We went hands-on with the new Samsung Gaming Hub – heres what we think

We all know game streaming is here to stay and offers, perhaps, a glimpse at the future of play. Samsung and Xbox are embracing this with the launch of Samsung’s Gaming Hub and the Xbox App. 

Simply put, it gives you the ability to access your Xbox library and account directly from one of the best gaming TVs, or even a more budget-friendly screen from Samsung. Besides adding another string to the TV-maker’s bow, the Samsung Gaming Hub and Xbox App will offer more ways to play. Crucially, it provides more routes into the Xbox ecosystem for less. Considering the current climate, being kinder on the bank balance is a big selling-point here.

To see if it’s worth the fuss, I went to see Samsung’s Gaming Hub in action.

It’s more than just an app

Now, if we’re being totally reductive: yes, the Samsung Gaming Hub is ‘just’ an app on a Samsung TV that enables you to stream cloud games (something many folks do with their phones already). It certainly feels that way at first glance. But simultaneously, it also feels like something more. Something that will bring more folks in and give us more ways to play.

To cut right to it: what do you need to make it work? Well, the headline here is that the Samsung Gaming Hub will feature in all of Samsung’s 2022 TVs from the entry-level Crystal UHD BU8000 line upward. This is the first noteworthy detail as it means that folks won’t have to buy the most expensive Samsung contenders for best TV for Xbox Series X to get the Gaming Hub. What else do you need? Well, just a Bluetooth gaming controller of any stripe, and an Xbox GamePass subscription (other services are also integrated in the hub such as GeForce Now, Stadia etc – but this is clearly geared toward and built for Xbox folks).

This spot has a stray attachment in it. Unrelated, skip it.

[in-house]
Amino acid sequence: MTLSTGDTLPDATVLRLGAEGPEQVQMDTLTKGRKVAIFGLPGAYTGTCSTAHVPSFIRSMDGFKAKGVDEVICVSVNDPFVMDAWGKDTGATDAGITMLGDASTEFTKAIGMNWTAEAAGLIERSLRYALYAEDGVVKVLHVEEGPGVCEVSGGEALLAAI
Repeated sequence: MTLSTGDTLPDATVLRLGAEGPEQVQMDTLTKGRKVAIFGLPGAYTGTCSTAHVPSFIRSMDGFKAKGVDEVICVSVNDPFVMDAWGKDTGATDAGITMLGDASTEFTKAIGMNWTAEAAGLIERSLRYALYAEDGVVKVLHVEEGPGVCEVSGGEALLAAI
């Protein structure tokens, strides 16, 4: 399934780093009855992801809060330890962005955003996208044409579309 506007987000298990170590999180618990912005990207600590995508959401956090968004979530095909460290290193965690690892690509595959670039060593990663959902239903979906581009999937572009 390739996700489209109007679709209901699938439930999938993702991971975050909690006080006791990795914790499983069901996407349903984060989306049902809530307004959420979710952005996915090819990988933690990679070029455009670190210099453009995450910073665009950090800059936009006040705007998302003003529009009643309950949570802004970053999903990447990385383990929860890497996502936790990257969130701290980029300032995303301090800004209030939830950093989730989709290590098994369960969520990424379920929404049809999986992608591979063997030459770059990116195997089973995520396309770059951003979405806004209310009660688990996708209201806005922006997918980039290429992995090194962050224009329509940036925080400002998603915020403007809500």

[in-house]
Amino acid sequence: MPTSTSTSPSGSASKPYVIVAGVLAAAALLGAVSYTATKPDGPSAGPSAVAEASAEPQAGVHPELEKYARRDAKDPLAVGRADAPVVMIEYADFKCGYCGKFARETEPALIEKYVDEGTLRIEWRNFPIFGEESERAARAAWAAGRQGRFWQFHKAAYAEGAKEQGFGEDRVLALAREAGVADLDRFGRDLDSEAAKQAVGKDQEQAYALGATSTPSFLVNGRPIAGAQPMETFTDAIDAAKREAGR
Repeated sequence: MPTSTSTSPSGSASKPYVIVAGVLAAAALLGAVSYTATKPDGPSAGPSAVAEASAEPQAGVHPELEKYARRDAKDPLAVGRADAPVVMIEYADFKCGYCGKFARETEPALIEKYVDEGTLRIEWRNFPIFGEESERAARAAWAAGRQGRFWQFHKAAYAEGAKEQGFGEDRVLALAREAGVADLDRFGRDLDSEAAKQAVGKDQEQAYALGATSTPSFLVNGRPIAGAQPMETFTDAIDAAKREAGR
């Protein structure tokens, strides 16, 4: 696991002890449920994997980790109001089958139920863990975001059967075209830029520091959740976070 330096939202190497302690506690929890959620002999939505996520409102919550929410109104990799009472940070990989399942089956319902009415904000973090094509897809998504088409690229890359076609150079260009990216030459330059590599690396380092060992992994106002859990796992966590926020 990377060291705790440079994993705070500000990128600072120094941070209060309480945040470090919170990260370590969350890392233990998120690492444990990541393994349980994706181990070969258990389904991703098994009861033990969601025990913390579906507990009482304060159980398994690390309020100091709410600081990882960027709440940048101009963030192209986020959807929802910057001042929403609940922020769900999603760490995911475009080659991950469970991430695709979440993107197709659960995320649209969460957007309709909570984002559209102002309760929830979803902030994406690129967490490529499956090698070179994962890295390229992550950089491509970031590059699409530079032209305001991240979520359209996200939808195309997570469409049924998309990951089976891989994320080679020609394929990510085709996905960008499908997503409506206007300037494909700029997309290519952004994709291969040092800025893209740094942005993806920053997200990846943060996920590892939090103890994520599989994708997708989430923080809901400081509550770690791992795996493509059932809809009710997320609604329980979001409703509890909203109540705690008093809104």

And how does it actually feel like to use and play? Pretty good, really. Games handle with very little latency – certainly nothing obvious or impactful. You can access each one easily and intuitively too.

Playing the streamed games feels fairly good, responsive, and, dare I say, normal

Happily, you can join other friends online who have consoles or are streaming their games on other devices. All at a respectable 1080p and 60 frames per second (maximum). Neat. As long as your internet connection meets the recommended minimum requirement of 10-20mbps, then you should be laughing.

From initial impressions, the Samsung Gaming Hub lives up to that promise. Aside from some loading while the system searches and connects to the nearest Xbox server, playing the streamed games feels fairly good, responsive, and, dare I say, normal.

Access to the cloud is key

Samsung Gaming Hub and Xbox App event

(Image credit: Future/Rob Dwiar)

The Samsung Gaming Hub offers more than just the means through which to stream games though (and this goes beyond Xbox, as apps like GeForce, Stadia and some others are accessible through it). Games streamed through the Gaming Hub can receive extra boosts such as frame-rate stabilization, optimizations, audio options, and more. You’ll also be able to use normal peripherals such as headsets, the best Xbox Series X accessories, and wired controllers through the Bluetooth or USB connections.